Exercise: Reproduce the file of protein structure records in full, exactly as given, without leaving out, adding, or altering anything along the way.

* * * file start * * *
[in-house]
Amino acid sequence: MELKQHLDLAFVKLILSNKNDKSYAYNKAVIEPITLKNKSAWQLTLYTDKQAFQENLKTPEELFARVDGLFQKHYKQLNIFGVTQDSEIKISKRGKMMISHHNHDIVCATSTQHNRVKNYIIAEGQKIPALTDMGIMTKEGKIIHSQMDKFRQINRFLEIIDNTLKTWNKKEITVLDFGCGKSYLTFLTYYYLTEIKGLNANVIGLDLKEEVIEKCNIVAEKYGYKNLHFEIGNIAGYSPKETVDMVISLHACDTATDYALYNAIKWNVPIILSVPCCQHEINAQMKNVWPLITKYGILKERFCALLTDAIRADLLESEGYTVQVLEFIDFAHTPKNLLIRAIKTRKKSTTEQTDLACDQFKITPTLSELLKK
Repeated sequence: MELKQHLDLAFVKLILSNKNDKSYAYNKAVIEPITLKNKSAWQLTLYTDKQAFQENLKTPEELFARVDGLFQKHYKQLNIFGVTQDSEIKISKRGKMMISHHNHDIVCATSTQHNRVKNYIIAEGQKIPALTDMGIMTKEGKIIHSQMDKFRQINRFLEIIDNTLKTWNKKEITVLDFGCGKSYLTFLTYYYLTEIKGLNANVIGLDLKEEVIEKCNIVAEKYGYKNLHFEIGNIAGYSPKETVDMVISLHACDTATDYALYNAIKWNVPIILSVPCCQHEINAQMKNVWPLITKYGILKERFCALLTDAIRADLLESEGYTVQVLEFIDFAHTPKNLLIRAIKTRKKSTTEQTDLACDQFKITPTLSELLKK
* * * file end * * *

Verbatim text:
[in-house]
Amino acid sequence: MELKQHLDLAFVKLILSNKNDKSYAYNKAVIEPITLKNKSAWQLTLYTDKQAFQENLKTPEELFARVDGLFQKHYKQLNIFGVTQDSEIKISKRGKMMISHHNHDIVCATSTQHNRVKNYIIAEGQKIPALTDMGIMTKEGKIIHSQMDKFRQINRFLEIIDNTLKTWNKKEITVLDFGCGKSYLTFLTYYYLTEIKGLNANVIGLDLKEEVIEKCNIVAEKYGYKNLHFEIGNIAGYSPKETVDMVISLHACDTATDYALYNAIKWNVPIILSVPCCQHEINAQMKNVWPLITKYGILKERFCALLTDAIRADLLESEGYTVQVLEFIDFAHTPKNLLIRAIKTRKKSTTEQTDLACDQFKITPTLSELLKK
Repeated sequence: MELKQHLDLAFVKLILSNKNDKSYAYNKAVIEPITLKNKSAWQLTLYTDKQAFQENLKTPEELFARVDGLFQKHYKQLNIFGVTQDSEIKISKRGKMMISHHNHDIVCATSTQHNRVKNYIIAEGQKIPALTDMGIMTKEGKIIHSQMDKFRQINRFLEIIDNTLKTWNKKEITVLDFGCGKSYLTFLTYYYLTEIKGLNANVIGLDLKEEVIEKCNIVAEKYGYKNLHFEIGNIAGYSPKETVDMVISLHACDTATDYALYNAIKWNVPIILSVPCCQHEINAQMKNVWPLITKYGILKERFCALLTDAIRADLLESEGYTVQVLEFIDFAHTPKNLLIRAIKTRKKSTTEQTDLACDQFKITPTLSELLKK